Sanders, K. M, Stuart, A. L, Scott, D., Kotowicz, M. A & Nicholson, GC. (2015). Validity of 12-month falls recall in community-dwelling older women participating in a clinical trial. International Journal of Endocrinology,(210527), 1-6. Retrieved from https://doi.org/10.1155/2015/210527
Objectives. To compare 12-month falls recall with falls reported prospectively on daily falls calendars in a clinical trial of women aged ≥70 years. Methods. 2,096 community-dwelling women at high risk of falls and/or fracture completed a daily falls calendar and standardised interviews when falls were recorded, for 12 months. Data were compared to a 12-month falls recall question that categorised falls status as “no falls,” “a few times,” “several,” and “regular” falls. Results. 898 (43%) participants reported a fall on daily falls calendars of whom 692 (77%) recalled fall(s) at 12 months. Participants who did not recall a fall were older (median 79.3 years versus 77.8 years, ). Smaller proportions of fallers who sustained an injury or accessed health care failed to recall a fall (all ). Among participants who recalled “no fall,” 85% reported zero falls on daily calendars. Few women selected falls categories of “several times” or “regular” (4.1% and 0.4%, resp.) and the sensitivity of these categories was low (30% to 33%). Simply categorising participants into fallers or nonfallers had 77% sensitivity and 94% specificity. Conclusion. For studies where intensive ascertainment of falls is not feasible, 12-month falls recall questions with fewer responses may be an acceptable alternative.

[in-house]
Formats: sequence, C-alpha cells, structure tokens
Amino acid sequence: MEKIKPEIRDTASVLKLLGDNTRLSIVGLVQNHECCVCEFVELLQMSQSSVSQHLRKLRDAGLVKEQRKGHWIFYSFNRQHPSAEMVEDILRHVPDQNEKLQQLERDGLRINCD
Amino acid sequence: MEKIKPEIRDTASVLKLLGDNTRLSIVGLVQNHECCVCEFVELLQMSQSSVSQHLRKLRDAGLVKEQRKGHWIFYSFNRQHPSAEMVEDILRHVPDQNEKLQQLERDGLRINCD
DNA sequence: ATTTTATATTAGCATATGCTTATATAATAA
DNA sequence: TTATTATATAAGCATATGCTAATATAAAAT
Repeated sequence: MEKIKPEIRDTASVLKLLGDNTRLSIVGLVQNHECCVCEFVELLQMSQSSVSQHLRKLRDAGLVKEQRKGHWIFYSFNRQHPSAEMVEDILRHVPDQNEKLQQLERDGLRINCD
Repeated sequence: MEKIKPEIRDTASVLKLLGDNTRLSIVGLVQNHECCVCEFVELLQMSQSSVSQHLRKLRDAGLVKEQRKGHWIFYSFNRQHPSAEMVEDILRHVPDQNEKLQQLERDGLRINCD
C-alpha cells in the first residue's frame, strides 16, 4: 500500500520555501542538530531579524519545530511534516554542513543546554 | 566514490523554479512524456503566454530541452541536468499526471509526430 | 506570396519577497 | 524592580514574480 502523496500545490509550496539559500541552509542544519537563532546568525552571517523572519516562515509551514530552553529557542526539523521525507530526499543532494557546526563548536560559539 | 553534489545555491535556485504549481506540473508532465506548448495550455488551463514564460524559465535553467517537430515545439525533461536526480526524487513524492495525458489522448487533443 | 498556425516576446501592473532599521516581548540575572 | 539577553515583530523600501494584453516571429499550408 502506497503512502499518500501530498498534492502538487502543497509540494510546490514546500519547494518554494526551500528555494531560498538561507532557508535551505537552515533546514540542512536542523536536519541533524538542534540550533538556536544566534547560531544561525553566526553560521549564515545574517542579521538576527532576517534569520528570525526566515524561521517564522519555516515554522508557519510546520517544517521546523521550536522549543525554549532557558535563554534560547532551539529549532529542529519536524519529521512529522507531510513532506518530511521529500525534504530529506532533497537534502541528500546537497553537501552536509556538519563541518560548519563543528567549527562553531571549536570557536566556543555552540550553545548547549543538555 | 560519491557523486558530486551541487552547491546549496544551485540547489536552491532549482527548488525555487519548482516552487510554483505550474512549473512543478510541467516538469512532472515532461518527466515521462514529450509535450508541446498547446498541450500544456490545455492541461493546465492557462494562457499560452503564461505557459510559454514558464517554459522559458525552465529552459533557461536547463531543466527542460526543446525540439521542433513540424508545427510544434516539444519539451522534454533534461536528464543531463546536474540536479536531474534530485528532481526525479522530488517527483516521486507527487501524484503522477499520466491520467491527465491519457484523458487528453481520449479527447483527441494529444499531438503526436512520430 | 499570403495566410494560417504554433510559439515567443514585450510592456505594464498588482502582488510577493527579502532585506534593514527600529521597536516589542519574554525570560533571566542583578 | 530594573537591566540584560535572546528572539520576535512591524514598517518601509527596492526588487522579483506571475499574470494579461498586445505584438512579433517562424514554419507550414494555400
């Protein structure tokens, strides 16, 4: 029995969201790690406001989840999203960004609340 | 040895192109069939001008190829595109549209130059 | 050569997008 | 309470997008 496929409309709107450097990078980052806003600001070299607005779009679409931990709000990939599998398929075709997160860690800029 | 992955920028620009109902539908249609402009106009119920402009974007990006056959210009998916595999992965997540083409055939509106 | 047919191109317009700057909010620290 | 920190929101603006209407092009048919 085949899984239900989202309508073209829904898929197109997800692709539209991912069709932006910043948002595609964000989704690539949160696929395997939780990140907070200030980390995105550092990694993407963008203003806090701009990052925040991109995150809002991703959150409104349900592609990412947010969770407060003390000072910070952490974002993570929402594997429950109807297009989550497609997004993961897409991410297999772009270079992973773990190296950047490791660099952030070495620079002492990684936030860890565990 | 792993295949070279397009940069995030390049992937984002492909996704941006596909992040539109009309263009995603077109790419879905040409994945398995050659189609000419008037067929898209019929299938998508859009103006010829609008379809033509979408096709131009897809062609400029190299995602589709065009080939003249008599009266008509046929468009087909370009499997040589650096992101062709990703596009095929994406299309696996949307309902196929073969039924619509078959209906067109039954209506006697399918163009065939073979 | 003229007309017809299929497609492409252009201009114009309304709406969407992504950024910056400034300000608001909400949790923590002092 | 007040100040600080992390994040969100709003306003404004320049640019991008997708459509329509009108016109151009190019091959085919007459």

Institute for Health and Ageing
Open Access Journal Article